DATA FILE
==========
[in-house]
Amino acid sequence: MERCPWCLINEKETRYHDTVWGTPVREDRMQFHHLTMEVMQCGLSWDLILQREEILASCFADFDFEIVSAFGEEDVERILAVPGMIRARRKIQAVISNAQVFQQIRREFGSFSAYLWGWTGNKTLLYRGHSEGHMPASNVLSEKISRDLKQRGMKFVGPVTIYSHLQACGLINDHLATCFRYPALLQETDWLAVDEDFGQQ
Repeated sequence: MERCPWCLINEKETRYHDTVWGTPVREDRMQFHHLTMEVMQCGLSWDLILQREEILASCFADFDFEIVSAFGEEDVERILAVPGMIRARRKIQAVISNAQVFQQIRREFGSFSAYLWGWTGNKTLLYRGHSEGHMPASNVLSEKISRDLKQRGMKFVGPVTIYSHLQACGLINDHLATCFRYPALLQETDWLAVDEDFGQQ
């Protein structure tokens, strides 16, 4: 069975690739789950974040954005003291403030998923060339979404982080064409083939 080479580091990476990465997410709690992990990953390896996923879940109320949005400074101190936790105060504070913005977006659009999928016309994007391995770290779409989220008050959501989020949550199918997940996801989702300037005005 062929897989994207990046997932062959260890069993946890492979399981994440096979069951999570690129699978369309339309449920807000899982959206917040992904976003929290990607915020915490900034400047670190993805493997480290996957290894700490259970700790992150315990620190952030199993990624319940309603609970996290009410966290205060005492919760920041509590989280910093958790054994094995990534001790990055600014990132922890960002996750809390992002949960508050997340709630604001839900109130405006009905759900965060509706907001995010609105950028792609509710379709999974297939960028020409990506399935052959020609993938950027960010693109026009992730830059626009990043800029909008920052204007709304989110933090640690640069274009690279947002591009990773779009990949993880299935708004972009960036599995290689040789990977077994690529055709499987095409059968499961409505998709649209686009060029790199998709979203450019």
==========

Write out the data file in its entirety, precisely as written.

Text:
[in-house]
Amino acid sequence: MERCPWCLINEKETRYHDTVWGTPVREDRMQFHHLTMEVMQCGLSWDLILQREEILASCFADFDFEIVSAFGEEDVERILAVPGMIRARRKIQAVISNAQVFQQIRREFGSFSAYLWGWTGNKTLLYRGHSEGHMPASNVLSEKISRDLKQRGMKFVGPVTIYSHLQACGLINDHLATCFRYPALLQETDWLAVDEDFGQQ
Repeated sequence: MERCPWCLINEKETRYHDTVWGTPVREDRMQFHHLTMEVMQCGLSWDLILQREEILASCFADFDFEIVSAFGEEDVERILAVPGMIRARRKIQAVISNAQVFQQIRREFGSFSAYLWGWTGNKTLLYRGHSEGHMPASNVLSEKISRDLKQRGMKFVGPVTIYSHLQACGLINDHLATCFRYPALLQETDWLAVDEDFGQQ
């Protein structure tokens, strides 16, 4: 069975690739789950974040954005003291403030998923060339979404982080064409083939 080479580091990476990465997410709690992990990953390896996923879940109320949005400074101190936790105060504070913005977006659009999928016309994007391995770290779409989220008050959501989020949550199918997940996801989702300037005005 062929897989994207990046997932062959260890069993946890492979399981994440096979069951999570690129699978369309339309449920807000899982959206917040992904976003929290990607915020915490900034400047670190993805493997480290996957290894700490259970700790992150315990620190952030199993990624319940309603609970996290009410966290205060005492919760920041509590989280910093958790054994094995990534001790990055600014990132922890960002996750809390992002949960508050997340709630604001839900109130405006009905759900965060509706907001995010609105950028792609509710379709999974297939960028020409990506399935052959020609993938950027960010693109026009992730830059626009990043800029909008920052204007709304989110933090640690640069274009690279947002591009990773779009990949993880299935708004972009960036599995290689040789990977077994690529055709499987095409059968499961409505998709649209686009060029790199998709979203450019």